Erickson has maybe the best ability in the class to put the barrel on the baseball – no issues timing velocity so far - and it’s a simple operation at the plate thanks to his strength. He does a good job of clearing his hands through the zone as his barrel follows with good accuracy to deliver some extra-base damage. And he definitely taps into his strength when he swings. I compare him to Tyler O’Neill because he hits bombs, steals bags, runs well and looks like he could be a bodybuilder if baseball doesn’t work out. The bat gets all the attention, but he’s also a good runner with arm strength and athletic enough to celebrate a double with a backflip. 

So, why isn’t he higher? The industry values left-handed hitters (they’re going to have the platoon advantage more often) more than right-handed hitters and Sanford’s defensive ability at shortstop is rare for a prep prospect. But there is a good chance Erickson is simply so good he pushes towards the top of the list once scouts get around to seeing him in the spring. If someone told me he needed to be No. 3 on the list, I wouldn’t strongly disagree.

The top uncommitted prospect in the state and one of the best in the country comes in at No. 8. Jason Flores (Naaman Forest) has one of my favorite deliveries in the class and is a good bet to throw quality strikes now with promising command in the future. His breaking ball, which might be a true slurve even though that label has fallen out of favor in recent years, is a high-spin offering with tight, sharp break that can miss bats. I do think in the future Flores could possibly use two distinct breaking balls because he can clearly spin breaking stuff. 

Regardless, he can sit comfortably at 92-94 MPH and bump his fastball up to 96 MPH like he did at Area Code, and his firm changeup has promise as a future average or better pitch. There are times when Flores’ fastball plays down a little bit and I my educated guess is that sometimes his fastball shape makes it more visible for hitters – there is a lot of natural run but the carry isn’t great and too similar to the run, making it easy to see. But given he’s still relatively new to pitching and can spin the baseball, that’s likely an easy fix at his next developmental stop. From what I observed and heard about the 6-2, 210-pound right-hander, I really like the mound makeup. Oh. By the way. He probably has plus raw power as a hitter, led DFW in batting average as a junior and can play infield, too. I think his future is on the mound, though. 

By now, it seems like Nolan Traeger has played in three Area Code Games, Team USA for like 10 years and has been a standout prospect forever. He’s been a household name for a long time and while some very famous young players stagnate or fall off, Traeger is proving to be everything everyone thought he could be. Young for his class, the TCU commitment and Concordia Lutheran prospect has beloved makeup, infectious leadership behind the dish, good plate skills and is a good bet to stick behind home plate.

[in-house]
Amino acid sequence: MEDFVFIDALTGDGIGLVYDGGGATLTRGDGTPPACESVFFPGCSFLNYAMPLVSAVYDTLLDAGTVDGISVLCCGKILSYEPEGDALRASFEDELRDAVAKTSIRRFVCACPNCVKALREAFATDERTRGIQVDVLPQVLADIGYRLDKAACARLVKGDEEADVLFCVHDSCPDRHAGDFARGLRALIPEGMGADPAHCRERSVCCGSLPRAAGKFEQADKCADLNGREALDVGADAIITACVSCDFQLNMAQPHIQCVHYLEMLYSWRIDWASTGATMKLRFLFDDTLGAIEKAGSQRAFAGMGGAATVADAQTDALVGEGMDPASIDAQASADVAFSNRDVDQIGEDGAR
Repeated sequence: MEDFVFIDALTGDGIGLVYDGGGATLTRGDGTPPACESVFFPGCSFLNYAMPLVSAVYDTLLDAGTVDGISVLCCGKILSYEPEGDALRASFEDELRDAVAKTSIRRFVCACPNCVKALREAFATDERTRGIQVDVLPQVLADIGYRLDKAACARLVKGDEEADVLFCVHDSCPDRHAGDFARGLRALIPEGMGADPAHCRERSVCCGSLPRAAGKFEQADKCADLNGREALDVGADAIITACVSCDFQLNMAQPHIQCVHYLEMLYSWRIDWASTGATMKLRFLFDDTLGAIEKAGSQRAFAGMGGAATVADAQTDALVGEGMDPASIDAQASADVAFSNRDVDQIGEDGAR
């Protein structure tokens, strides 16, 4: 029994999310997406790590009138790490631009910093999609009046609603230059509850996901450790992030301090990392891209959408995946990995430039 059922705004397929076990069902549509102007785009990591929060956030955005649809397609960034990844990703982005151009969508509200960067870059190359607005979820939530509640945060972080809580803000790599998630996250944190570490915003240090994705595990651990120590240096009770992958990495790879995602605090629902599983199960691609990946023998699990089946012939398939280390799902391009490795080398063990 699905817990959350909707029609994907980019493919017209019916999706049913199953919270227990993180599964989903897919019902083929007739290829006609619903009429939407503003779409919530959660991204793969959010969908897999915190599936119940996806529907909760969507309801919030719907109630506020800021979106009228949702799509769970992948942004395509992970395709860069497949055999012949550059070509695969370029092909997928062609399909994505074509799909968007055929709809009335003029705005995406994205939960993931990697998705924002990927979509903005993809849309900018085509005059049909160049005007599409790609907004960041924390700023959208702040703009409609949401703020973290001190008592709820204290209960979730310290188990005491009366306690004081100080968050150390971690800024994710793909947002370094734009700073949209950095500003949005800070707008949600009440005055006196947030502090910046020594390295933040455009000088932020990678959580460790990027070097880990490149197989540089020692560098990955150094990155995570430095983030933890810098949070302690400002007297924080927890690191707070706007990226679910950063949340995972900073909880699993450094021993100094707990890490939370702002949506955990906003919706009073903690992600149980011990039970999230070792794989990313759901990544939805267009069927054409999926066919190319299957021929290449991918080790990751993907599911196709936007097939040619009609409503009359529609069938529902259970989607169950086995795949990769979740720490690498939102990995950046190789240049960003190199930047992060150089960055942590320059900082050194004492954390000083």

Once Traeger, No. 9 on the list, gets stronger, he’s going to unlock a level of game power we haven’t quite seen yet that should make him one of the best catcher prospects in the nation. I just don’t know if that comes as a senior or in college. He’d likely admit his Area Code hitting performance wasn’t stellar with an unusual number of strikeouts (I think his eye is so good that sometimes he spits on borderline pitches that are balls and gets rung up), but I remain optimistic about his swing and all-around profile as a catching prospect. And the makeup is a good one to bet on. I think most scouts would have him higher on this list because he’s a left-handed hitting catcher with a good chance to stick behind the dish and is young for his class, and he’s a good candidate to “click” this spring if he has more “wow!” moments with the bat. He kind of reminds me of how Jace LaViolette, another hitter who had a patient approach with a good eye, entered his senior season before exploding at Tompkins. 

Coming in at No. 10 on the list is Boswell shortstop and Texas A&M commitment Sawyer Farr, a switch-hitting, 6-5 athlete. Like Sanford, Farr needs to add a significant amount of strength to boost his scouting profile among professional evaluators, which showed at Area Code. But he’s also a 70-grade runner with impressive body control and movements for a young player his size. And although a couple of tough plays got the best of him on the dirt, he also made two standout defensive plays and I’d give him every chance to stick at shortstop because he has the arm to stick there, too. 

Over the course of our many years seeing Farr, he might have been one of the most productive hitters in Five Tool history. Seriously. He’s always performed in Five Tool events and done so against top competition. It’s a contact-over-impact hitting profile right now. However, that profile does include bat-to-ball skill and plenty of room for growth. Like Sanford, there’s a chance Farr really takes off this spring if he shows up with added strength. 

READ: The rest (11-55) of the updated 2024 Texas Five Tool 55

READ: The “Next 55” for the 2024 Class

Dustin McComas
Senior Editor